- A massive 7.5 magnitude quake followed an earlier 6.1 magnitude tremor Friday
- Meteorologists had warned people in Sulawesi to expect an enormous tsunami
- Indonesia's disaster agency's Sutopo Purwo Nugroho later withdrew the warning
- But after three hours Indonesia's geophysics agency said there had been one
- The cities of Palu and Donggala were struck by five foot high waves on Friday
- A 6.1 magnitude quake earlier destroyed houses, killed one, and injured ten
- Initial reports suggest 'victims died in the rubble of a collapsing building'
Five people are feared dead after a tsunami crashed through an Indonesian coastal city demolishing houses and leaving families missing.
A 6.1 magnitude quake hit Indonesia's densely populated Sulawesi region on Friday morning, quickly followed by even fiercer 7.5 magnitude tremors which caused the tidal wave.
The National Disaster Mitigation Agency has warned that initial reports show 'victims died in the rubble of a collapsed building'.
Dramatic video footage filmed from the top floor of a parking ramp spiral in Palu and posted on Twitter, showed a churning wall of whitewater flatten a large mosque.
Houses have been swept away and people reported missing as the waves struck Palu and another city, Donggala - Indonesian disaster agency spokesman Sutopo Purwo Nugroho confirmed.
Sutopo said communications with the area in central Sulawesi are down and the search and rescue effort is being hampered by darkness.
There were no immediate reports of deaths or injuries after the latest tremor, but it was a higher magnitude than a series of quakes that killed hundreds on the island of Lombok this summer.
The Indonesian government caused widespread confusion after issuing a tsunami alert on Friday afternoon, then quickly repealing at 5pm despite the tremors.
Three hours later at 8pm local time a spokesman for Indonesia's geophysics agency confirmed that a tsunami had in fact occurred.
People in Central Sulawesi and West Sulawesi provinces were only then told to evacuate to higher ground.
It remains unclear as to whether people remained in their homes because of the contradicting government advice.
'There are reports that many buildings collapsed in the earthquake,' Nugroho said in a statement.
'Residents panicked and scattered out of their homes.'
Sulawesi is the fourth largest Indonesian island and is home to around 18million people - all of whom have been put on alert following the quake on Friday.
The U.S. Geological Survey put the magnitude of the second quake at a strong 7.5, after first saying it was 7.7.
An earlier 6.1 magnitude quake destroyed some houses, killing one person and injuring at least 10, authorities said.
'The quake was felt very strongly, we expects more damage and more victims,' Nugroho said.
A series of earthquakes in July and August killed nearly 500 people on the holiday island of Lombok, hundreds of kilometres southwest of Sulawesi.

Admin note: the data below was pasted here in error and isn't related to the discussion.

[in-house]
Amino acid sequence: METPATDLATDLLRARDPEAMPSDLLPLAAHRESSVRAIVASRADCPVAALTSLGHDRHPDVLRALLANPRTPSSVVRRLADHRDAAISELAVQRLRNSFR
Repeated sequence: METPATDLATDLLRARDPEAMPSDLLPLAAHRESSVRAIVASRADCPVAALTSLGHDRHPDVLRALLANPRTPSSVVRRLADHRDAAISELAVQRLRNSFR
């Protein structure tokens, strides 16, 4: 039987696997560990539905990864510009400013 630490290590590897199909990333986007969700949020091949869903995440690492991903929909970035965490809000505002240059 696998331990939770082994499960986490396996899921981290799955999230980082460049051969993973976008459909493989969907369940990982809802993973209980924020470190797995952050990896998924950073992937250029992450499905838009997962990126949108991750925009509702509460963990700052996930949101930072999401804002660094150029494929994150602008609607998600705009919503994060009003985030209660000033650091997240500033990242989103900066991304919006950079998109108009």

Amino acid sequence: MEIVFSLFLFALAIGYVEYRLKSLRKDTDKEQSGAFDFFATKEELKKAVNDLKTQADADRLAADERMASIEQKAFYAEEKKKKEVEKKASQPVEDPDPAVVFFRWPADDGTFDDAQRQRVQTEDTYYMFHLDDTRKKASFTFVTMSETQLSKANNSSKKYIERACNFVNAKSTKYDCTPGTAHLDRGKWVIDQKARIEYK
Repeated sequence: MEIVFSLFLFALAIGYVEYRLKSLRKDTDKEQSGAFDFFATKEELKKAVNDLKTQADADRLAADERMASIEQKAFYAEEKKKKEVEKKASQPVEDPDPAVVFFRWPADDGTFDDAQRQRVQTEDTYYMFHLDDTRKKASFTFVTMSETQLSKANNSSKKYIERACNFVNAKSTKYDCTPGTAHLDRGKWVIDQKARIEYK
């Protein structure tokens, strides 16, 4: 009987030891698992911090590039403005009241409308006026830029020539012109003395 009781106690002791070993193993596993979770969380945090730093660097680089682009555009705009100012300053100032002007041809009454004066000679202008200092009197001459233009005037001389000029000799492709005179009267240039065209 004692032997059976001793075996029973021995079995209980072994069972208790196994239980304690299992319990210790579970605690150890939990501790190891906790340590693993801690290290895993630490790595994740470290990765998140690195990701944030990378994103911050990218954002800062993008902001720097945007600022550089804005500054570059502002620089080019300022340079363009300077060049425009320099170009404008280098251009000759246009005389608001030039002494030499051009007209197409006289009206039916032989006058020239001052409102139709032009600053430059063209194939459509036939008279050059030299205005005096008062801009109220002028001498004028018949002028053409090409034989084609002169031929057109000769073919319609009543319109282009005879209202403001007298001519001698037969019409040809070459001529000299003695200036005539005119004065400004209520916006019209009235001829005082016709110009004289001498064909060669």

Indonesia sits on the Pacific 'Ring of Fire' and is regularly hit by earthquakes.
In 2004, a big earthquake off the northern Indonesian island of Sumatra triggered a tsunami across the Indian Ocean, killing 226,000 people in 13 countries, including more than 120,000 in Indonesia.
A strong tsunami triggered by a magnitude 7.5 earthquake has hit a coastal Indonesian city, officials say.
Waves of up to 2m (6.6ft) high swept through Palu on Sulawesi island, not long after authorities had lifted a tsunami warning.
Video on social media shows people screaming and fleeing in panic and a mosque amongst the buildings damaged.
Officials have reported five deaths - but it is not clear if those were as a result of the tsunami.
Last month, a series of earthquakes struck the Indonesian island of Lombok, killing hundreds of people - the biggest on 5 August killed more than 460.
The earthquake hit just off central Sulawesi at a depth of 10km (6.2 miles) just before 18:00 (11:00 GMT), the US Geological Survey said.
A tsunami warning was issued, but lifted within the hour.
The dramatic video footage of the tsunami hitting Palu shows the high waves sweeping away several buildings and then the large tilted mosque in the town, about 80km from the quake's epicentre.
Dwikorita Karnawati, head of Indonesia's meteorology and geophysics agency, BMKG, said the tsunami had receded.
"The situation is chaotic, people are running on the streets and buildings collapsed. There is a ship washed ashore," she added.
The 2004 tsunami triggered by an earthquake off the Indonesian island of Sumatra killed 226,000 across the Indian Ocean, including more than 120,000 in Indonesia.
Indonesia is prone to earthquakes because it lies on the Ring of Fire - the line of frequent quakes and volcanic eruptions that circles virtually the entire Pacific rim.
More than half of the world's active volcanoes above sea level are part of the ring.
Post a Comment